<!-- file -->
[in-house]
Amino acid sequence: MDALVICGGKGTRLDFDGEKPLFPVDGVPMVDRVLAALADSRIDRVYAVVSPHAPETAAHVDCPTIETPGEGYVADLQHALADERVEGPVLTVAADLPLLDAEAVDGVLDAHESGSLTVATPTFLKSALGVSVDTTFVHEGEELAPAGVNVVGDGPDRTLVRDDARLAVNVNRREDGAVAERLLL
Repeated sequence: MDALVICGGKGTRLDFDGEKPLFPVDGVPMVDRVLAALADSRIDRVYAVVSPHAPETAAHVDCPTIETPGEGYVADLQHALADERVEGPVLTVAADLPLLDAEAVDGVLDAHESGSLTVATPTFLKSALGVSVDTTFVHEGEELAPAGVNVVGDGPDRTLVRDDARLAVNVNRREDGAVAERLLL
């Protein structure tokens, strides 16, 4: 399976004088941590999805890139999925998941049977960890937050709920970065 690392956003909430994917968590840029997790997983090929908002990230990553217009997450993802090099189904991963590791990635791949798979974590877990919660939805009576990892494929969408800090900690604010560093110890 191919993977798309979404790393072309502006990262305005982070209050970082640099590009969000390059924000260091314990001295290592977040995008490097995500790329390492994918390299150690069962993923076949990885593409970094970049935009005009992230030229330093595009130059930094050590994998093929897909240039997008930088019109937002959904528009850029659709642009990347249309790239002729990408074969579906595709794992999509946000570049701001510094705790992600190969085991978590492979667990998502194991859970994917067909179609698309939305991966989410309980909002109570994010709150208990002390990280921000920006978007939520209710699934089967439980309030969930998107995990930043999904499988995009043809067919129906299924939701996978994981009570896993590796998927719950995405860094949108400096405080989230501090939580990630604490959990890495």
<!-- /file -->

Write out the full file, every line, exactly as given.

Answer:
[in-house]
Amino acid sequence: MDALVICGGKGTRLDFDGEKPLFPVDGVPMVDRVLAALADSRIDRVYAVVSPHAPETAAHVDCPTIETPGEGYVADLQHALADERVEGPVLTVAADLPLLDAEAVDGVLDAHESGSLTVATPTFLKSALGVSVDTTFVHEGEELAPAGVNVVGDGPDRTLVRDDARLAVNVNRREDGAVAERLLL
Repeated sequence: MDALVICGGKGTRLDFDGEKPLFPVDGVPMVDRVLAALADSRIDRVYAVVSPHAPETAAHVDCPTIETPGEGYVADLQHALADERVEGPVLTVAADLPLLDAEAVDGVLDAHESGSLTVATPTFLKSALGVSVDTTFVHEGEELAPAGVNVVGDGPDRTLVRDDARLAVNVNRREDGAVAERLLL
């Protein structure tokens, strides 16, 4: 399976004088941590999805890139999925998941049977960890937050709920970065 690392956003909430994917968590840029997790997983090929908002990230990553217009997450993802090099189904991963590791990635791949798979974590877990919660939805009576990892494929969408800090900690604010560093110890 191919993977798309979404790393072309502006990262305005982070209050970082640099590009969000390059924000260091314990001295290592977040995008490097995500790329390492994918390299150690069962993923076949990885593409970094970049935009005009992230030229330093595009130059930094050590994998093929897909240039997008930088019109937002959904528009850029659709642009990347249309790239002729990408074969579906595709794992999509946000570049701001510094705790992600190969085991978590492979667990998502194991859970994917067909179609698309939305991966989410309980909002109570994010709150208990002390990280921000920006978007939520209710699934089967439980309030969930998107995990930043999904499988995009043809067919129906299924939701996978994981009570896993590796998927719950995405860094949108400096405080989230501090939580990630604490959990890495």